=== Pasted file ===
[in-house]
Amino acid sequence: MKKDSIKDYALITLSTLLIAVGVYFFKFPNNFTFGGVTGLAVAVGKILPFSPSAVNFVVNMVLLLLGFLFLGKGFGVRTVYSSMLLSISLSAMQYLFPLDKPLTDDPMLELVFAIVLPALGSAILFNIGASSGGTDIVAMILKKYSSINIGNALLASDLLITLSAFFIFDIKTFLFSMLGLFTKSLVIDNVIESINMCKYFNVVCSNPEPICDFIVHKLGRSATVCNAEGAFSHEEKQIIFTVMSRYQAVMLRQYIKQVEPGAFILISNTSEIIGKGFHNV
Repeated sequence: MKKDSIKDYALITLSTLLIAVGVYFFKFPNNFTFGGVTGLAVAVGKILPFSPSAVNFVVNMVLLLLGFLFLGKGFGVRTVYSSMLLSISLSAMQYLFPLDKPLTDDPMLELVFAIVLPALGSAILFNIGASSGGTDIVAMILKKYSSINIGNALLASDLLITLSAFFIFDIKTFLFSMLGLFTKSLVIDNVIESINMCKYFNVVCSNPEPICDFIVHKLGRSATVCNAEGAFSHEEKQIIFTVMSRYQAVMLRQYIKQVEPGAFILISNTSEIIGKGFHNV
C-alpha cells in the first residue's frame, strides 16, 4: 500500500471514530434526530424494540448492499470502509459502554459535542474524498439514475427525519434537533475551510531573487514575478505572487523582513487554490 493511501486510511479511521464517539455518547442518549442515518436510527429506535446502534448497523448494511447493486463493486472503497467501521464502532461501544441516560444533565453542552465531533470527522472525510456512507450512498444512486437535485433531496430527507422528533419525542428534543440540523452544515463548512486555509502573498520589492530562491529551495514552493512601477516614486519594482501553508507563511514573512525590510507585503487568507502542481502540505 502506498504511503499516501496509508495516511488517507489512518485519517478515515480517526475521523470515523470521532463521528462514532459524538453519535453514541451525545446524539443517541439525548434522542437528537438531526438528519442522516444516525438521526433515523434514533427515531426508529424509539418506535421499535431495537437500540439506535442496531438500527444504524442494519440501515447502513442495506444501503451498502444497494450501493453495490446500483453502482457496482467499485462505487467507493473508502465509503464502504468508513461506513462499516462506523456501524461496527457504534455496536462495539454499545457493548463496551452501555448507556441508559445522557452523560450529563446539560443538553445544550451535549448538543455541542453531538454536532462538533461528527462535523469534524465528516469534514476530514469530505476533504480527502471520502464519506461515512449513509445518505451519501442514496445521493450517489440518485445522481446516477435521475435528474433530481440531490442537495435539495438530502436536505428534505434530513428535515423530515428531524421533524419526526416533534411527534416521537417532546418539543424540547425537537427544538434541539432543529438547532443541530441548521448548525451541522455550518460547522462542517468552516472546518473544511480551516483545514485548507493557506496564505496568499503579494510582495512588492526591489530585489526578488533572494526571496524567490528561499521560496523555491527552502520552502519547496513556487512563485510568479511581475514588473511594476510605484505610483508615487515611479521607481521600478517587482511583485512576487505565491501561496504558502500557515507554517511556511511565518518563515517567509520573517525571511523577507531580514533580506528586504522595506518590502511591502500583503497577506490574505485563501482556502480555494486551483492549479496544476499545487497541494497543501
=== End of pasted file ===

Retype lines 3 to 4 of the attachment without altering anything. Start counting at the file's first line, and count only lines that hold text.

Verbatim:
Repeated sequence: MKKDSIKDYALITLSTLLIAVGVYFFKFPNNFTFGGVTGLAVAVGKILPFSPSAVNFVVNMVLLLLGFLFLGKGFGVRTVYSSMLLSISLSAMQYLFPLDKPLTDDPMLELVFAIVLPALGSAILFNIGASSGGTDIVAMILKKYSSINIGNALLASDLLITLSAFFIFDIKTFLFSMLGLFTKSLVIDNVIESINMCKYFNVVCSNPEPICDFIVHKLGRSATVCNAEGAFSHEEKQIIFTVMSRYQAVMLRQYIKQVEPGAFILISNTSEIIGKGFHNV
C-alpha cells in the first residue's frame, strides 16, 4: 500500500471514530434526530424494540448492499470502509459502554459535542474524498439514475427525519434537533475551510531573487514575478505572487523582513487554490 493511501486510511479511521464517539455518547442518549442515518436510527429506535446502534448497523448494511447493486463493486472503497467501521464502532461501544441516560444533565453542552465531533470527522472525510456512507450512498444512486437535485433531496430527507422528533419525542428534543440540523452544515463548512486555509502573498520589492530562491529551495514552493512601477516614486519594482501553508507563511514573512525590510507585503487568507502542481502540505 502506498504511503499516501496509508495516511488517507489512518485519517478515515480517526475521523470515523470521532463521528462514532459524538453519535453514541451525545446524539443517541439525548434522542437528537438531526438528519442522516444516525438521526433515523434514533427515531426508529424509539418506535421499535431495537437500540439506535442496531438500527444504524442494519440501515447502513442495506444501503451498502444497494450501493453495490446500483453502482457496482467499485462505487467507493473508502465509503464502504468508513461506513462499516462506523456501524461496527457504534455496536462495539454499545457493548463496551452501555448507556441508559445522557452523560450529563446539560443538553445544550451535549448538543455541542453531538454536532462538533461528527462535523469534524465528516469534514476530514469530505476533504480527502471520502464519506461515512449513509445518505451519501442514496445521493450517489440518485445522481446516477435521475435528474433530481440531490442537495435539495438530502436536505428534505434530513428535515423530515428531524421533524419526526416533534411527534416521537417532546418539543424540547425537537427544538434541539432543529438547532443541530441548521448548525451541522455550518460547522462542517468552516472546518473544511480551516483545514485548507493557506496564505496568499503579494510582495512588492526591489530585489526578488533572494526571496524567490528561499521560496523555491527552502520552502519547496513556487512563485510568479511581475514588473511594476510605484505610483508615487515611479521607481521600478517587482511583485512576487505565491501561496504558502500557515507554517511556511511565518518563515517567509520573517525571511523577507531580514533580506528586504522595506518590502511591502500583503497577506490574505485563501482556502480555494486551483492549479496544476499545487497541494497543501